A number of commentators have incorrectly concluded that the ObamaCare subsidies insulate buyers from higher premium and premium increases, because the subsidies cap out-of-pocket spending as a percent of income. (See Jonathan Cohn, for example.) To explain why this view is wrong, I posted this comment at Marginal Revolution:
1. The premium the individual pays is not fixed as a percent of income. The subsidy is fixed, based on the second lowest silver plan premium and that amount is based on income. But the consumer is free to buy any plan. Remember, the second lowest priced silver plan may be a really lousy plan. It might have a very narrow network, for example. So, all the plans are competing against each other, with one fixed subsidy and an array of premiums. The premium an insurer charges will matter very much.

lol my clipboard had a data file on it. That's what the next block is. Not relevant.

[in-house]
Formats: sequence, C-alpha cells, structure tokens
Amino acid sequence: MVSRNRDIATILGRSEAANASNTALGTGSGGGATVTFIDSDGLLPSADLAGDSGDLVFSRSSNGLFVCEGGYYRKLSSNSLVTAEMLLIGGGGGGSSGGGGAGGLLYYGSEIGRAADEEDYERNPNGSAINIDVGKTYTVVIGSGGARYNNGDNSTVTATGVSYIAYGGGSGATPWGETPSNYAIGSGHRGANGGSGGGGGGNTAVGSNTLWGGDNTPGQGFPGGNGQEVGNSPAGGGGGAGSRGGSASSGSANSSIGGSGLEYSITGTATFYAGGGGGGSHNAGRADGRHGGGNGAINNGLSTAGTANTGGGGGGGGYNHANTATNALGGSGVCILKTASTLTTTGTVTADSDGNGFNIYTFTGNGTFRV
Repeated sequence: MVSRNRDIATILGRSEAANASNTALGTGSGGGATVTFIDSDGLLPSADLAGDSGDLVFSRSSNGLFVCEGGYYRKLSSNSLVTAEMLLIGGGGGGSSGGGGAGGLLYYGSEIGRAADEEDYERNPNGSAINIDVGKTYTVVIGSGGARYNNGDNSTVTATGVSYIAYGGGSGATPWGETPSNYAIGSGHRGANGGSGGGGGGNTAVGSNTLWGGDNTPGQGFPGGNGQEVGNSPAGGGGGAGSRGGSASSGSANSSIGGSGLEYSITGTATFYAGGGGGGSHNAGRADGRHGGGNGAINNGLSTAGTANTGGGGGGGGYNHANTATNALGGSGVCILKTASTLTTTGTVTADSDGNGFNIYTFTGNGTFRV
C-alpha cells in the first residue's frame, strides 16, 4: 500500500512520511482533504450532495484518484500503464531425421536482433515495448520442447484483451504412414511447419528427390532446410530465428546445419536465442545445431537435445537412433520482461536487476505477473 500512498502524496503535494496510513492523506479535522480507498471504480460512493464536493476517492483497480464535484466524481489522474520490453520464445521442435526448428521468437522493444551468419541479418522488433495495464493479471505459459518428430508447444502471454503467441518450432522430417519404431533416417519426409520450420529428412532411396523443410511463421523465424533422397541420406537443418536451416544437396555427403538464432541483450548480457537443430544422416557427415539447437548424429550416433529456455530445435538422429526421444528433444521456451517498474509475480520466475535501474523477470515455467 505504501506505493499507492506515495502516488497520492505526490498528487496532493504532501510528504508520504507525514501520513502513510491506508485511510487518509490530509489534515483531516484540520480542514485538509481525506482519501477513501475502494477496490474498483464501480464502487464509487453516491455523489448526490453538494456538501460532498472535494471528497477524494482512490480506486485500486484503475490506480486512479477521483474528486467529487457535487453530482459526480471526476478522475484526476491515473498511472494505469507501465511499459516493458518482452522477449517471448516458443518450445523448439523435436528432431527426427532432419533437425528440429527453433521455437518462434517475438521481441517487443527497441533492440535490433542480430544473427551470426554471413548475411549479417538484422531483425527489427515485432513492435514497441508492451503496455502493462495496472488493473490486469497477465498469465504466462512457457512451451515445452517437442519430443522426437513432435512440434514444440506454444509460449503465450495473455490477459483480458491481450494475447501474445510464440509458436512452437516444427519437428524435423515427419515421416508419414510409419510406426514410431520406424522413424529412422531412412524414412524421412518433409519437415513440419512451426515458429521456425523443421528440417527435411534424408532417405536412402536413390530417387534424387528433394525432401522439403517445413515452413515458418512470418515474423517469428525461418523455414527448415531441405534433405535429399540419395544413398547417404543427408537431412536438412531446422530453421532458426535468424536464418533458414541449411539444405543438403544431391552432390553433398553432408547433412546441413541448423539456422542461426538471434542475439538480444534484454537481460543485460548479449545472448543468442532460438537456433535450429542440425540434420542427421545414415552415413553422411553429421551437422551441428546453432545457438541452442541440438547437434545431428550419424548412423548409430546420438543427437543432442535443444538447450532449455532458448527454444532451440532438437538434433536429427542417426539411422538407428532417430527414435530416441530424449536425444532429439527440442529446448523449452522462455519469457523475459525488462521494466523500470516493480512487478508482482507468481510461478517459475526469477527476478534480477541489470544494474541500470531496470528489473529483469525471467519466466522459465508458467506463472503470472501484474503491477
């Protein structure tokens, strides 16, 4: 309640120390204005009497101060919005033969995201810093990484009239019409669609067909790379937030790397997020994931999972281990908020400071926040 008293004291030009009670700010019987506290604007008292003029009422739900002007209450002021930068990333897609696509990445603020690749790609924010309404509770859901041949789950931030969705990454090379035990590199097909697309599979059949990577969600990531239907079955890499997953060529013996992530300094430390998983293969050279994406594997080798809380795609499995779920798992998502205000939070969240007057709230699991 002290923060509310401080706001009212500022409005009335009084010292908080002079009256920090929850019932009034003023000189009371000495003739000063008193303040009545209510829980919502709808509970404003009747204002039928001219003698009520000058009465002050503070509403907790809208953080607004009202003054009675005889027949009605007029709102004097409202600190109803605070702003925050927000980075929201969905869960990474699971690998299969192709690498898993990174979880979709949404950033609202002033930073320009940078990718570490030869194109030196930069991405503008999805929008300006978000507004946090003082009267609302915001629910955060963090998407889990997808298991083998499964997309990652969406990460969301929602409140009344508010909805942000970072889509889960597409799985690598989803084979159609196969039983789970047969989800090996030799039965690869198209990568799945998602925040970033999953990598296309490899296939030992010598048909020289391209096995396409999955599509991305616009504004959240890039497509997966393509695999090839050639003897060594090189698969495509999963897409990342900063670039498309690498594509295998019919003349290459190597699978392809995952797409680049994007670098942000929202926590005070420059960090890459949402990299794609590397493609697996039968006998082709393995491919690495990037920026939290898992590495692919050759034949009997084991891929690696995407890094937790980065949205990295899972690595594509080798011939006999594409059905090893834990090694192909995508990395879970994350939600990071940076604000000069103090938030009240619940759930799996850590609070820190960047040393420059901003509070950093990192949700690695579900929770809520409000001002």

2. After 2018, the out-of-pocket premium for the second lowest priced silver plan will no longer be fixed as a percent of income. Premium subsidies as a whole will grow no faster than GDP + 0.5%, the same rate of growth that is in the Obama budget for Medicare.
Tyler Cowen reposted it and the comments that follow are very interesting, including an explanation of a Vickery auction (which is how the pricing works in the exchange). Bill Vickery BTW was my teacher at Columbia.